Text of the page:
- -30- then and now (8/22/18)2
- Meet Mable at Mable's Cafe in Chaffee (8/20/18)
- Willow Grove Rockets Skate Club (8/15/18)
- Central Municipal Pool built in 1979 (8/13/18)
- Hecht's Store founder returns to Main street (8/8/18)
- Land acquired to build SEMO Port (8/6/18)
- St. Vincent's Seminary ends after 136 years (8/1/18)
Sept. 7, 1982 Southeast Missourian
The Central Hotel stands across the street from the old train depot in Lutesville, Missouri. The hotel is the last of Lutesville's old hotels, a reminder of a simpler time. You won't find a swimming pool at this hotel or brass chandeliers in the lobby, but it's a functional place whose rooms display a neat, tidy appearance. Below, Ruba Cates is the 74-year-old owner of the Central Hotel. Here, she proudly points out that her place is the only hotel or lodging of any kind in Bollinger County. See story below. (Mark Bliss photos)
Central Hotel still standing, door still open to travelers
By Mark Bliss
Missourian Staff Writer
LUTESVILLE - In the 1890s, Lutesville had a population of over 500, and the railroad town was home to several hotels, numerous general stores and three blacksmith shops.
One of those hotels was the Central Hotel, which was built across the street from the old train depot. The trains no longer stop here, but the Central Hotel is still standing, its doors still open to travelers.
It's the last of Lutesville's old hotels, a reminder of a simpler time.
You won't find a swimming pool at this hotel or brass chandeliers in the lobby. It's a functional place whose rooms display a neat, tidy appearance.
It would be easy to pass by the two-story frame structure, which has been added on to several times over the years. Its only calling card is an old neon sign announcing Central Hotel.
Ruba Cates, the 74-year-old owner of the hotel, proudly points out that her place is the only hotel or lodging of any kind in Bollinger County.
"Many people are surprised there is a hotel in Lutesville," she noted.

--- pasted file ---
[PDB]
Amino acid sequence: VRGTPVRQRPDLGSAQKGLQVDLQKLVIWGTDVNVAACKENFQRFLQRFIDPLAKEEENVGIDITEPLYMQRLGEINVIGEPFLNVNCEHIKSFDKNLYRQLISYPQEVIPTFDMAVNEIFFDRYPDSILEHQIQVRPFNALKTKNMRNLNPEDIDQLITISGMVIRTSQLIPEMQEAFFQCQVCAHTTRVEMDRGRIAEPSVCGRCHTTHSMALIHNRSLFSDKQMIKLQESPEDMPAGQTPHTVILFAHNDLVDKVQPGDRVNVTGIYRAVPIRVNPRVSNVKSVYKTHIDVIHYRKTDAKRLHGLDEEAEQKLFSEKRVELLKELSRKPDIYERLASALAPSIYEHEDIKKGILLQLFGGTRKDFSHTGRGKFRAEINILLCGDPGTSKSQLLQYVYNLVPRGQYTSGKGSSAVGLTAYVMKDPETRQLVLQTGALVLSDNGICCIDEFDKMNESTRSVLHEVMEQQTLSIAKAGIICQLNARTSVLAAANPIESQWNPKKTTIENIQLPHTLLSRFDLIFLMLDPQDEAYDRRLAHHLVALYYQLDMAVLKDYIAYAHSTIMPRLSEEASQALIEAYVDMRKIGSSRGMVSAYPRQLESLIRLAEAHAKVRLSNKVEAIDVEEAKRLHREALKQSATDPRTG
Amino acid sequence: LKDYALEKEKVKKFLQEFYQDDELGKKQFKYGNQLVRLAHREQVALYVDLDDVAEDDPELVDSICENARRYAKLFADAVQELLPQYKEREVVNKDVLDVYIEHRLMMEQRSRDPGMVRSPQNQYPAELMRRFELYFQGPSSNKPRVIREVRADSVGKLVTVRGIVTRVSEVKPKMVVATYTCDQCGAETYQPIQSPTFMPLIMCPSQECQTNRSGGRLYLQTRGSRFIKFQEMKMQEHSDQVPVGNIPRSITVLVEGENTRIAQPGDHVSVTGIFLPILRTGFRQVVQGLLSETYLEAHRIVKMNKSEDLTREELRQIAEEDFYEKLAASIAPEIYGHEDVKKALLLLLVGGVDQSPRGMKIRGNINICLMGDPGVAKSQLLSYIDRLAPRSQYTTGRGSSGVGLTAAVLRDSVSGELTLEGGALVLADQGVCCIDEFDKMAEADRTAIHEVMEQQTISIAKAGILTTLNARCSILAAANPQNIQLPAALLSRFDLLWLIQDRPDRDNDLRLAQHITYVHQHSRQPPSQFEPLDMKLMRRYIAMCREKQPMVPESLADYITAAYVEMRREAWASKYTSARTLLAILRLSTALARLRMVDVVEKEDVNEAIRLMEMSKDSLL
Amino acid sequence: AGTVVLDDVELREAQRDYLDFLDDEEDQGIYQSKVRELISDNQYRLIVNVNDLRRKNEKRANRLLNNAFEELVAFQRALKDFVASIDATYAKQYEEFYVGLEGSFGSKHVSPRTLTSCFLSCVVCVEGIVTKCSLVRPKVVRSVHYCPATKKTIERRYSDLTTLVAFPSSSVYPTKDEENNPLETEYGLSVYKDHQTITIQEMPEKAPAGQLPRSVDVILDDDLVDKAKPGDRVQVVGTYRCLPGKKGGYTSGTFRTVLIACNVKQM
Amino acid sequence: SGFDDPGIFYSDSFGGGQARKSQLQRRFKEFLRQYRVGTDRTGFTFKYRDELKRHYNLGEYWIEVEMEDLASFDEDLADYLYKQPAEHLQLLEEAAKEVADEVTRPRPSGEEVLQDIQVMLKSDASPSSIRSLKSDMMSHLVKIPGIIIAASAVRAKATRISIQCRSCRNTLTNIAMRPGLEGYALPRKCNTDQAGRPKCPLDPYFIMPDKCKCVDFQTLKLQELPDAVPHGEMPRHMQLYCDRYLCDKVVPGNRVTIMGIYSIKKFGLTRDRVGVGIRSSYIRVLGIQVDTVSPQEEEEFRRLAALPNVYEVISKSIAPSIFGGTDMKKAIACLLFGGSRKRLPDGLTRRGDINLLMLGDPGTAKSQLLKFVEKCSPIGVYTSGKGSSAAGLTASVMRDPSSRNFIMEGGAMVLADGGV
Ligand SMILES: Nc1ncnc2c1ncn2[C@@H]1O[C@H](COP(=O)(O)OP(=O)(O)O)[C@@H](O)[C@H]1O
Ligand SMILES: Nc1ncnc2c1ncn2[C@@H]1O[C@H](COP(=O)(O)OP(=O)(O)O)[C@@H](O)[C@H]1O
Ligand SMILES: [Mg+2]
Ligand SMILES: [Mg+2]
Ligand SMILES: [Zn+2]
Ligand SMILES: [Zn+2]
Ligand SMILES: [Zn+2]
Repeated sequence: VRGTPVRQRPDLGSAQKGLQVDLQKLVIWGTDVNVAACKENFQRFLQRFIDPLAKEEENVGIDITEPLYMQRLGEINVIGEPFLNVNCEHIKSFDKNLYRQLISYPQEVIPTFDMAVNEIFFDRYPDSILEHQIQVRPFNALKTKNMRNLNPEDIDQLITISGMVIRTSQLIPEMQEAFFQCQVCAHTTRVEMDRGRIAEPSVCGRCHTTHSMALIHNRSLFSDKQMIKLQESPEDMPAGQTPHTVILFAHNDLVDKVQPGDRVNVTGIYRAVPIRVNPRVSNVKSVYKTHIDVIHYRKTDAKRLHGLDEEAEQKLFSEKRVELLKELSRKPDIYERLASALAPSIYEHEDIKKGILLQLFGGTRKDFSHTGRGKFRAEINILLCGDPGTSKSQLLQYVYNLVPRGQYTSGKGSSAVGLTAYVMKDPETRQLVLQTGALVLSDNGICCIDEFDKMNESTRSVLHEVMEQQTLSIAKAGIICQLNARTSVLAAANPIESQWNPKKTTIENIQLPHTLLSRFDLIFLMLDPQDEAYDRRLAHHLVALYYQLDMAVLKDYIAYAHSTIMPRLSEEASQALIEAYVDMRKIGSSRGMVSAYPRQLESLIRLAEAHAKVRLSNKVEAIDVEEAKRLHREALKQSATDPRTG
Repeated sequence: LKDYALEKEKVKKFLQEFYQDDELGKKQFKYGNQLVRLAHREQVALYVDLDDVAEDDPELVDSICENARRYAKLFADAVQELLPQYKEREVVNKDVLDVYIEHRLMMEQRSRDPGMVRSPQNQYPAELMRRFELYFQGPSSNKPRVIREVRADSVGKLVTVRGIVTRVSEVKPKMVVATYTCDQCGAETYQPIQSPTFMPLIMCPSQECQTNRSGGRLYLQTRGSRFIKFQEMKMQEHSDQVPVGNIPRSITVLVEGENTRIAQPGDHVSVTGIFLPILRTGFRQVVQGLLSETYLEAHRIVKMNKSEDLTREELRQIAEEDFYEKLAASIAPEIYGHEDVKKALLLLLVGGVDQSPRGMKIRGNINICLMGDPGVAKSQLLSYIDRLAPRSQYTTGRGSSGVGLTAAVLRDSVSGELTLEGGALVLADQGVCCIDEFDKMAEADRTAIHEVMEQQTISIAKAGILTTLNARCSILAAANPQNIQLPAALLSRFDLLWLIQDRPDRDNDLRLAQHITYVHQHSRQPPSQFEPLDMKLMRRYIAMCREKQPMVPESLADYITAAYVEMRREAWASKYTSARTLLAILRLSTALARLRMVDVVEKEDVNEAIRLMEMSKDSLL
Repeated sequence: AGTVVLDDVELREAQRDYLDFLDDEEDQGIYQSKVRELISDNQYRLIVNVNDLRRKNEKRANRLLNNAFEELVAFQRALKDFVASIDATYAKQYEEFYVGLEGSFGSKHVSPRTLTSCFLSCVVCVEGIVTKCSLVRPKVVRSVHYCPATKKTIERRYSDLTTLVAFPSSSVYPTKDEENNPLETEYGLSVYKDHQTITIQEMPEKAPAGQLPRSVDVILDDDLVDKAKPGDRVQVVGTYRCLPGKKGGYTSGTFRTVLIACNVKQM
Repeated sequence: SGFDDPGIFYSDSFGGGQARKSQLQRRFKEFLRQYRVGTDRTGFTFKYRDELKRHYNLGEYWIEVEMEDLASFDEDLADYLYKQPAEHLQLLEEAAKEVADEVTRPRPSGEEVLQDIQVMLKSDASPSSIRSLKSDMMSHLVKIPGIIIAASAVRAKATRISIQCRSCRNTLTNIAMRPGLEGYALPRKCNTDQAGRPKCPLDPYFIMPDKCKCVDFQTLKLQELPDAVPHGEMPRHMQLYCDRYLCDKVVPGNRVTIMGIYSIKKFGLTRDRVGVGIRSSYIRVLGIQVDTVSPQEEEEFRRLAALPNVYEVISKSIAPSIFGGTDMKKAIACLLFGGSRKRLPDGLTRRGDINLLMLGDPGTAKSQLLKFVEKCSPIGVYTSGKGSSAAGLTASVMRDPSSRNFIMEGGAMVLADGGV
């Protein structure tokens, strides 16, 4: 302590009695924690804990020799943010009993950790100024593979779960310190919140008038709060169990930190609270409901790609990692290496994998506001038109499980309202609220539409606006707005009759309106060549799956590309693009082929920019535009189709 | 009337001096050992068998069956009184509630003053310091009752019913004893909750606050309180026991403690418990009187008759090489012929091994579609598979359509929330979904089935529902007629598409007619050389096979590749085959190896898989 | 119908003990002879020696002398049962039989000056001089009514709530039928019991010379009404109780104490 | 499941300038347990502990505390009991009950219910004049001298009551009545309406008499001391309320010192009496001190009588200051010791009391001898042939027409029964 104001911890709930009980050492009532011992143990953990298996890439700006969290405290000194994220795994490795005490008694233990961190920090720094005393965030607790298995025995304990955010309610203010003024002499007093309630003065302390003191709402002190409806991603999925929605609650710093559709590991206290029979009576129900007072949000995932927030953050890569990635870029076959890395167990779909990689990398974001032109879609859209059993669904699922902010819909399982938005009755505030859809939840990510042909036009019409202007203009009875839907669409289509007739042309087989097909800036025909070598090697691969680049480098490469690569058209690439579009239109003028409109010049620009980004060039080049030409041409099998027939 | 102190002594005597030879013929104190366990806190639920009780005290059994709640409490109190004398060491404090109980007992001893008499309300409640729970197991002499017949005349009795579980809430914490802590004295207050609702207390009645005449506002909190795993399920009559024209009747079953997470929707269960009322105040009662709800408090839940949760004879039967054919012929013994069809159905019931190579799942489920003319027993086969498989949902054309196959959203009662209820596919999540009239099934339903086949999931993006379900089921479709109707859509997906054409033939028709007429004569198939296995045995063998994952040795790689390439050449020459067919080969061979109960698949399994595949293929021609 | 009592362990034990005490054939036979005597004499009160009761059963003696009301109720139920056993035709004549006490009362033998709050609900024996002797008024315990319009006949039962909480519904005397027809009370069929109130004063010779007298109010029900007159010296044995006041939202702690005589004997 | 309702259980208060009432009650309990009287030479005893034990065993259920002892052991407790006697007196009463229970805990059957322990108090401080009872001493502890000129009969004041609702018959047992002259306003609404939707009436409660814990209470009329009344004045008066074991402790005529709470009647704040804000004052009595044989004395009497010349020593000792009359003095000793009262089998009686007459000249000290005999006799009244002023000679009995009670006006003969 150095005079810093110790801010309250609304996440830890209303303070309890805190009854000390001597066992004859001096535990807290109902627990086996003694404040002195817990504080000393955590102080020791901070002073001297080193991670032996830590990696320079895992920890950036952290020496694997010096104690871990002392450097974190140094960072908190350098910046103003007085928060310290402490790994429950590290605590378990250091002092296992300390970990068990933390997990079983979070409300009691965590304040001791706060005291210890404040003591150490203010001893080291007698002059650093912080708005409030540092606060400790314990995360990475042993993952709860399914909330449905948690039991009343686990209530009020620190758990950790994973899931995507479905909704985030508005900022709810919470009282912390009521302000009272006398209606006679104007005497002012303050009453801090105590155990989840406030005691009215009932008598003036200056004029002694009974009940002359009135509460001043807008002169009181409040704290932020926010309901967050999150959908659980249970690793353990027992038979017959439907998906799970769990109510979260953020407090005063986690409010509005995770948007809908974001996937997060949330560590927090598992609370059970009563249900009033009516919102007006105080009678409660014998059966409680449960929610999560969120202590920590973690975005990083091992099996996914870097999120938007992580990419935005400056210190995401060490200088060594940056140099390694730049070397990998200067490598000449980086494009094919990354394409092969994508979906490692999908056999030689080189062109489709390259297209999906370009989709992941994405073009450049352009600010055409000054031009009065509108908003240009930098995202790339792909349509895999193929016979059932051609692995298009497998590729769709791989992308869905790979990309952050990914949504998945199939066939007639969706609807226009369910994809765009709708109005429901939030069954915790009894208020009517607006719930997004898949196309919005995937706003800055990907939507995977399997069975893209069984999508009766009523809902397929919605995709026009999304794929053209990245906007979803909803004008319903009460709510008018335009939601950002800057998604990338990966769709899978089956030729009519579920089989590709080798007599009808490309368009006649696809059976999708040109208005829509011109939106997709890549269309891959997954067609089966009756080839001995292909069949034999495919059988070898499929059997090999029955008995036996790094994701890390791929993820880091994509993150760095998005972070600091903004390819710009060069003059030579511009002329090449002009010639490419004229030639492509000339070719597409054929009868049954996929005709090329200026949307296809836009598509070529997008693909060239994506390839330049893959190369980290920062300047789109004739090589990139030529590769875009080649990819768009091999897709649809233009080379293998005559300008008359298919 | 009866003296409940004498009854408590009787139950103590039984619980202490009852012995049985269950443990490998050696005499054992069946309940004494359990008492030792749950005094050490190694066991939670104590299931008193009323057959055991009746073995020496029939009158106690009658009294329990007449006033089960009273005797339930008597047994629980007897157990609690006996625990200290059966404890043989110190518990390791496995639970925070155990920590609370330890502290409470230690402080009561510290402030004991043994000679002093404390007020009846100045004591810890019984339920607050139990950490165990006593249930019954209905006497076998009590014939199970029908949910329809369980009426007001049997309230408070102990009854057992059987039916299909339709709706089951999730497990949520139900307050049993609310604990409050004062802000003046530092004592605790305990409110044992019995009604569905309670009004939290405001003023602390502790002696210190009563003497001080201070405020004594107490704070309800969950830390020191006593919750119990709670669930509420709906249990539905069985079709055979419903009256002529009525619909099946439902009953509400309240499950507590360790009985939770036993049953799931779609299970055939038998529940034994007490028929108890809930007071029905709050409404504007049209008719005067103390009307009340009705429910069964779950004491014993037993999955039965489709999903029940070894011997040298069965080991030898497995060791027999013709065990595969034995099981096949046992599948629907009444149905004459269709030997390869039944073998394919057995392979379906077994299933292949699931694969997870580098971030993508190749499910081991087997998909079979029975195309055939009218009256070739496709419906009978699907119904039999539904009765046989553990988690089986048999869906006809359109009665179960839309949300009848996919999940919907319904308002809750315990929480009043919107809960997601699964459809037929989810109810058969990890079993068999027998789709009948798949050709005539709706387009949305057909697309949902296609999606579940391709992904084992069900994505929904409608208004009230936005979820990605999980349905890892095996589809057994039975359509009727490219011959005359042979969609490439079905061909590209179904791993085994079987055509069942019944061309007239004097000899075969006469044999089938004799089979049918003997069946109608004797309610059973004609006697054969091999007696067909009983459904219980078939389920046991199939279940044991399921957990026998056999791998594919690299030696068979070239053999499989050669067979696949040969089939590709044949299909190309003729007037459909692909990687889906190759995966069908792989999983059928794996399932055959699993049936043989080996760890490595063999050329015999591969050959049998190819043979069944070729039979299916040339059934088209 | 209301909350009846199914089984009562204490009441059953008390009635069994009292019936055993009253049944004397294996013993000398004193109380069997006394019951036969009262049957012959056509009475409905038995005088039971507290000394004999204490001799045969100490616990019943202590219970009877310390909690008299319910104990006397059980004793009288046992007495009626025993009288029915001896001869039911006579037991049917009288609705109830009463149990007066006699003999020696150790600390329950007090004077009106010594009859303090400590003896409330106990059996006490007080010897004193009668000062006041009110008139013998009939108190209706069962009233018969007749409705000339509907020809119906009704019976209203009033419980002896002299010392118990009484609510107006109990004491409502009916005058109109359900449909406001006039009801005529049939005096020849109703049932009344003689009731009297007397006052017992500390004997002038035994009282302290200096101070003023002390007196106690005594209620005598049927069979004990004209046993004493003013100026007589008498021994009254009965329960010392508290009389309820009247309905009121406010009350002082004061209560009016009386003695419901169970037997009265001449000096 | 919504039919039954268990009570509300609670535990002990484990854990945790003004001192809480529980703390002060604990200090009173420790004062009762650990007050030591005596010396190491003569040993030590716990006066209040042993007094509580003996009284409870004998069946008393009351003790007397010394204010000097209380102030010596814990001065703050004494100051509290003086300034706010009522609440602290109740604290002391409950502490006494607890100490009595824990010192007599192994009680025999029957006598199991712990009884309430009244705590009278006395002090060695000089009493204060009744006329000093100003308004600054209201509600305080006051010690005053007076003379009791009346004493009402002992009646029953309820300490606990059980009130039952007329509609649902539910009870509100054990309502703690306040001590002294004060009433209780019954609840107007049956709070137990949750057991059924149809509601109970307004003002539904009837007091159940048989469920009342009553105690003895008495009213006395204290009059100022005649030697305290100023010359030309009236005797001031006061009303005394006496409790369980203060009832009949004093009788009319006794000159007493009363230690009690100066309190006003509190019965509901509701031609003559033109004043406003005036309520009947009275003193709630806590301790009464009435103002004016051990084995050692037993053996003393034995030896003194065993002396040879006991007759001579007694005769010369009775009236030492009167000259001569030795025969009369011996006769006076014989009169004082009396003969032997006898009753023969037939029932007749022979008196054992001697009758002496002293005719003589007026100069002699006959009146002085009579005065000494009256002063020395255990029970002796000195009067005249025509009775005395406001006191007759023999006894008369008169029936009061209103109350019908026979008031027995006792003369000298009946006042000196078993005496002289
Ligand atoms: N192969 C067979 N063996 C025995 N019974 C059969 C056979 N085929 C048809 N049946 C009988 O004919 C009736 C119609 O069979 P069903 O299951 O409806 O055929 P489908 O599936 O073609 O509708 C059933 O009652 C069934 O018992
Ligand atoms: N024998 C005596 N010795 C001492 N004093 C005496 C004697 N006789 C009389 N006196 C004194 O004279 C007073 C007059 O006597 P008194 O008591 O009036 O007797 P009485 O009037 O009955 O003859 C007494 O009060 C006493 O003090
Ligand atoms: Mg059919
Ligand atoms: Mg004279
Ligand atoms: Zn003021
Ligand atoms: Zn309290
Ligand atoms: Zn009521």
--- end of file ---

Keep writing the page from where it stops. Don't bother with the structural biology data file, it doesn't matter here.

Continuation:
"But," she added, "this place is just like any place else. It's just smaller.
"People like to get in a small place like this. In other words, they just want a quiet vacation," she observed, adding that her hotel is "nothing fancy."
The 25-room hotel has a dining room. All of the rooms on the first floor and part of them on the second floor have private baths.
The dining room is open to the public now only on Sundays. It is also used by various civic clubs and for private parties.
"I do a lot of it (the work) myself. I still manage it. I got it all under my thumb," stated Mrs. Cates.
"I've served the Rotary Club since 1953," she pointed out.
The hotel, owned by Mrs. Cates since May 1951, has always been "a focal point of community functions," according to Bollinger County historians.
The Central Hotel was built about 1890. Mrs. Maggie Lutes, whose mother previously operated the Commercial Hotel in Lutesville, is believed to have been the first owner.
Referring to the hotel's owner, a book on the history of Bollinger County states that "she dressed in the best of that day's finery and met the trains as they arrived to invite travelers to the hotel."
According to the book entitled, "Bollinger County: 1851-1976, a Bicentennial Commemorative," the hotel consisted of 12 guest rooms, a kitchen, and dining room.
Under a subsequent owner, a new wing was built on the northwest corner of the hotel, adding eight rooms.
Since buying the hotel, Mrs. Cates has made several renovations, including the modern dining room in which buffet dinners are served.
Although the hotel is a well-kept secret, even in many parts of Bollinger County, Mrs. Cates noted that over the years she has had a wide variety of visitors from "practically every country in Europe" and India and Canada.
Deer hunters used to stay at the hotel. "I used to get a lot of deer hunters," she remembered, adding that now most of them stay in campers.
However, some hunters still search out the hotel to enjoy a bath.
One St. Louis advertising executive annually checks into the hotel during deer hunting season.
The executive, Frank Block, who is also a private pilot, recently put the hotel on the map when he told a St. Louis newspaper about visiting the Central Hotel.
According to the story, one of Block's greatest delights is to telephone Mrs. Cates from his airplane to alert her that he will be arriving shortly.
She reportedly replies, "I will send the sheriff." Upon landing, the sheriff is standing by to chauffeur Block to the hotel for lunch and then return him to his plane.
Commenting on the story, Mrs. Cates maintained that the incident occurred earlier this year, and that she suggested sending the sheriff to pick up Block because the St. Louis man needed transportation from the Lutesville airport to the hotel.
She claimed it was an unusual occurrence, and that she was only assisting an old friend.
Mrs. Cates said she realizes that the old hotels have become a thing of the past. "This building wouldn't have been here if I hadn't bought it when I did," she candidly remarked.
Managing even a small hotel is a lot of work, but Mrs. Cates indicated she has no desire to retire. "I like the public. They come and go. It's been interesting," she said.
The Central Hotel no longer exists. It was located on the northeast corner of the intersection of Railroad and Union streets where Lutesville Motor Co. has a car lot in the present Marble Hill.